Faithlife Sermons

Hope from Hebrews #4 - Why God Became Man

Sermon  •  Submitted
0 ratings
· 1 view
Notes & Transcripts

Text: Hebrews 2:5-18

Thesis: To examine the reasons for Jesus’ incarnation.


(1)   One of the most amazing thoughts in Scripture is that God became man.

(2)   From this text, let us note 4 reasons pertaining to why Jesus became human.


I.                   His humanity enabled Him to regain man’s lost dominion (vv. 5-9).

A.    ‘World to come’ refers to “the Christian world-order” (Lightfoot 72) in which all things are subjected to Jesus, not angels.

B.     The preacher proceeds to quote Psalm 8:4-6 in order to prove his point (Note: “To cite a familiar passage with a vague formula was a mark of good rhetoric.  Also, the oblique reference to the human author lays stress on the divine origin of the message” [Lightfoot 73]).

C.     Contextually, the psalm had reference to man (cf. Gen. 1:26-31).

1.      Note man’s astonishing intended 1) Position; 2) Honor; and 3) Authority.

2.      However, it is obvious, today, that “man cannot control the fish, fowl, or animals. In fact, man has a hard time controlling himself!” (Wiersbe 2:283).

3.      Chesterton correctly stated: “Whatever is or is not true about men, this one thing is certain – man is not what he was meant to be.”

D.    Thus, it is the case that “in Christ the complete fulfillment of the psalm is realized and true dominion conferred” (Lightfoot 74).

1.      Note: The height of the exaltation of man was for Jesus the depth of his humiliation.

2.      ‘See’ is “related metaphorically to faith” (Koester 216).

3.      “ ‘Taste’ is a Hebrew expression for full experience; ‘to taste death’ is to die (cf. Matt. 16:28; John 8:52).  What is meant is that Jesus experienced the bitterness of death (1 Sam. 15:32) in his body” (LWC).

II.                His humanity enabled Him to bring many sons to glory as a family (vv. 10-13).

A.    ‘Fitting’ refers not to “a consequence of God’s nature, but of human needs and the salvific action that meets them” (Attridge 82).

B.     ‘Captain’ (Gr. archegos) means “one who begins or originates” (BDAG).

1.      Other translations have “author” (NIV) and “pioneer” (NRSV).

2.      “The implication is that if Jesus had not blazed the way there would have been no salvation” (Guthrie 89).

C.     Note: “Perfection in Hebrews has to do with fully completing a course, making it to the end of God’s plan” (Guthrie 108).

D.    Beginning with v. 11, the preacher sets out to prove that Jesus and His followers “all are one.”

1.      First, the preacher quotes Psalm 22:22 to indicate “that those whom the Son of God is pleased to call his brethren are the members of his church” (Bruce 46).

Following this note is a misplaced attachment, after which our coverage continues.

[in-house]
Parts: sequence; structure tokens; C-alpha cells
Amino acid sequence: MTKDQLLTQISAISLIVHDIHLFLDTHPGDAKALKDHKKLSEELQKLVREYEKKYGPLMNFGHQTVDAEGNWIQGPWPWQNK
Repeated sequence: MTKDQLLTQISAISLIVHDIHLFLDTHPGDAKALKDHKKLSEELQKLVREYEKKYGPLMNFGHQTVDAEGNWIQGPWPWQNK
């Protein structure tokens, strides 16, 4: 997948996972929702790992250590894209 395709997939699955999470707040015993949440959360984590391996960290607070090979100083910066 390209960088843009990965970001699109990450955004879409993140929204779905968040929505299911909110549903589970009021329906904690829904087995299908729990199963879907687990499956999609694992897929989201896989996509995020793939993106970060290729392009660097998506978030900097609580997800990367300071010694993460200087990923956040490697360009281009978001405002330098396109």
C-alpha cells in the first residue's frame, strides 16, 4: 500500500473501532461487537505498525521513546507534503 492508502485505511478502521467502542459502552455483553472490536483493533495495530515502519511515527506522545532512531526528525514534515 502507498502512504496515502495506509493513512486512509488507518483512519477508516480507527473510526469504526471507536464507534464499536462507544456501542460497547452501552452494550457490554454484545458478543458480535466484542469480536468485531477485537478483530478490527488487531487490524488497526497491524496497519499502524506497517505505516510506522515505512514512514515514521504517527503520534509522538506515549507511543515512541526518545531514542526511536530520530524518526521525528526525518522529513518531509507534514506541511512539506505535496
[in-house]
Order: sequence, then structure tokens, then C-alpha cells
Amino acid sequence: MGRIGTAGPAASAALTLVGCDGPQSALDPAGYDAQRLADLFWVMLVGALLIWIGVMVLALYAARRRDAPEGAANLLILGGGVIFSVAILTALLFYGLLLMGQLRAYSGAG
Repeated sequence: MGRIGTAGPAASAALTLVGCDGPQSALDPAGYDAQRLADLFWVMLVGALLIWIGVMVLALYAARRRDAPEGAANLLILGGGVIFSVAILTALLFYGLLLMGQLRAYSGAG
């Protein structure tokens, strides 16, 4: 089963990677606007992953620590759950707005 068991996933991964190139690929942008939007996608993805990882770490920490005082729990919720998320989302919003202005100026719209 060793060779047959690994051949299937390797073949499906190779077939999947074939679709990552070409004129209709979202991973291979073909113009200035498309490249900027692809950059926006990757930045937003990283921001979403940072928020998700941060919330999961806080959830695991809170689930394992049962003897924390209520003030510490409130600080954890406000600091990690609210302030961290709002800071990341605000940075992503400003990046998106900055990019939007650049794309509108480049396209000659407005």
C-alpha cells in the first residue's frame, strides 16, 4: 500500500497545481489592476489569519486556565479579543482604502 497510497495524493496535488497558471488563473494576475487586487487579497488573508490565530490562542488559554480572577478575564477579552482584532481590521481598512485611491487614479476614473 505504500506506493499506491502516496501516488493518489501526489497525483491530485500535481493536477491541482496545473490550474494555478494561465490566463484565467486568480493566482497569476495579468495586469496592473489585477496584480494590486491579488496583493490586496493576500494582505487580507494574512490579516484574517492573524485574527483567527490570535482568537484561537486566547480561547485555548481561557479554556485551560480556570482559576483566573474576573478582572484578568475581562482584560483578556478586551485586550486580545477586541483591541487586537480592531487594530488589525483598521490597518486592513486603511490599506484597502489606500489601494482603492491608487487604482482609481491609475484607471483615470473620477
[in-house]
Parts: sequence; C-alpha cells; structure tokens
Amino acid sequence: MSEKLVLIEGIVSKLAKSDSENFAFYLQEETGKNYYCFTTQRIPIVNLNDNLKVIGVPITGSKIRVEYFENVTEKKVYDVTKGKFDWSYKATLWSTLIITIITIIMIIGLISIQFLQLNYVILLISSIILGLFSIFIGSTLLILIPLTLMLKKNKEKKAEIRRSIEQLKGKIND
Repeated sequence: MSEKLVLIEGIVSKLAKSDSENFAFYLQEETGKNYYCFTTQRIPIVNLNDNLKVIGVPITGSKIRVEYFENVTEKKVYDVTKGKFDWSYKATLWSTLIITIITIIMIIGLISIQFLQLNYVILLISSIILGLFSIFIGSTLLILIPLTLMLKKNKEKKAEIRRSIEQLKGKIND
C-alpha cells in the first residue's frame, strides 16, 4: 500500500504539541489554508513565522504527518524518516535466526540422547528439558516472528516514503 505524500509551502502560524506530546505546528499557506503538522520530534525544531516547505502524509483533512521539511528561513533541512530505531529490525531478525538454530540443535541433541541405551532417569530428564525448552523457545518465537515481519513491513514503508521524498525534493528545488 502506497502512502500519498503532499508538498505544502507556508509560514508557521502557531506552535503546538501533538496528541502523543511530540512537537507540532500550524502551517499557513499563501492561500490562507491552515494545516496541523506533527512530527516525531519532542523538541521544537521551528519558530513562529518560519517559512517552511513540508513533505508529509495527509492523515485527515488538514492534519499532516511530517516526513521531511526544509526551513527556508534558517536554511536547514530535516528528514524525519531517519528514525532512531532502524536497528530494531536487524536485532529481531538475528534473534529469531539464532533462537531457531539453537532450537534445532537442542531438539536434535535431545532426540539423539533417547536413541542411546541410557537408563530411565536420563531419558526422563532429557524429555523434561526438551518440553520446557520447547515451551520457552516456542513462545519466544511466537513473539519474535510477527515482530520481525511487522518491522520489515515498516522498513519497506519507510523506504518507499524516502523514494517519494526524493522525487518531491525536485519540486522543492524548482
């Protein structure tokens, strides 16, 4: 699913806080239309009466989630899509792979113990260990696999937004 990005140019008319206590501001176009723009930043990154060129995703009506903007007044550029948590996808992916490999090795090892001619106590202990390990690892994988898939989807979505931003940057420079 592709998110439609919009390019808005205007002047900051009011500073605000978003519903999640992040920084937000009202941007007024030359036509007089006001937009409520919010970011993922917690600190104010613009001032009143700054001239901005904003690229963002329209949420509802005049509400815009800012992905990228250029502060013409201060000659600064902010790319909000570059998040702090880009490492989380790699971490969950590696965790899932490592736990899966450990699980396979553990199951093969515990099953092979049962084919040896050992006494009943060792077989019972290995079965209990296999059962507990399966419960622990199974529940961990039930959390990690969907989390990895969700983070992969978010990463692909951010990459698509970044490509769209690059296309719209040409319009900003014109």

2.      Second, the preacher quotes Isaiah 8:17 in order to demonstrate that Jesus, “too, is wholly dependent on God, which demonstrates His sonship and brotherhood with all men” (Lightfoot 77).

3.      Third, the preacher quotes Isaiah 8:18 in which “the image of the family suggests an intimacy of relationship and a tenderness that broadens the concept of solidarity” (Lane 1:60).

III.             His humanity enabled Him to disarm Satan and deliver us from death (vv. 14-16).

A.    ‘Flesh and blood’ both “suggest the weakness and frailty of humankind”    (Attridge 92).

B.     Taking on man’s frailty, Jesus was able to overcome Satan and free us from the fear of death.

1.      ‘Destroy’ (Gr. katargeo) means “to render idle, unemployed, inactive, inoperative” (Thayer’s).

a.       I.e., “Satan is not destroyed, but he is disarmed” (Wiersbe 2:284).

b.      Cf. 1 John 3:8b. – “For this purpose the Son of God was manifested, that He might destroy the works of the devil.” [Compare Col. 2:15]

2.      How did Satan have power over death? “He was lord of death because sin, which produces death, was under his control” (Lightfoot 78).

3.      Fear of death? According to 1 Cor. 15:54-57, Christ has removed the “sting of death.”  Thus, for Christians, there is nothing to fear!

4.      ‘Abraham’s descendants’ = Christians (cf. Gal. 3:19)

IV.              His humanity enabled Him to be a sympathetic High Priest to His people (vv. 17-18).

A.    First, the preacher portrays Jesus as a mediator.

1.      ‘Merciful’ (Gr. eleemon) refers to “being concerned about people in their need” (BDAG).

2.      ‘Faithful’ (Gr. pistos) refers to Jesus’ being “reliable” (BDAG).

B.     Second, the preacher portrays Jesus as a propitiator.

1.      ‘Propitiation’ (Gr. hilaskomai) means “to eliminate impediments that alienate the deity” (BDAG).

2.      This was done upon the cross.

C.     Third, the preacher portrays Jesus as a helper.

1.      “The sufferings Jesus endured enable him to help others” (EBC).

2.      ‘Aid’ (Gr. boetheo) means “to render assistance to someone in need” (BDAG).



(1)   Knowing our situation, Jesus reached out to us by leaving Heaven to come to earth in the flesh to be our Savior.

(2)   “He is not ashamed to call us brothers and sisters.  Are we ashamed to call Him ‘Lord?’” (Wiersbe 2:285).

Related Media
Related Sermons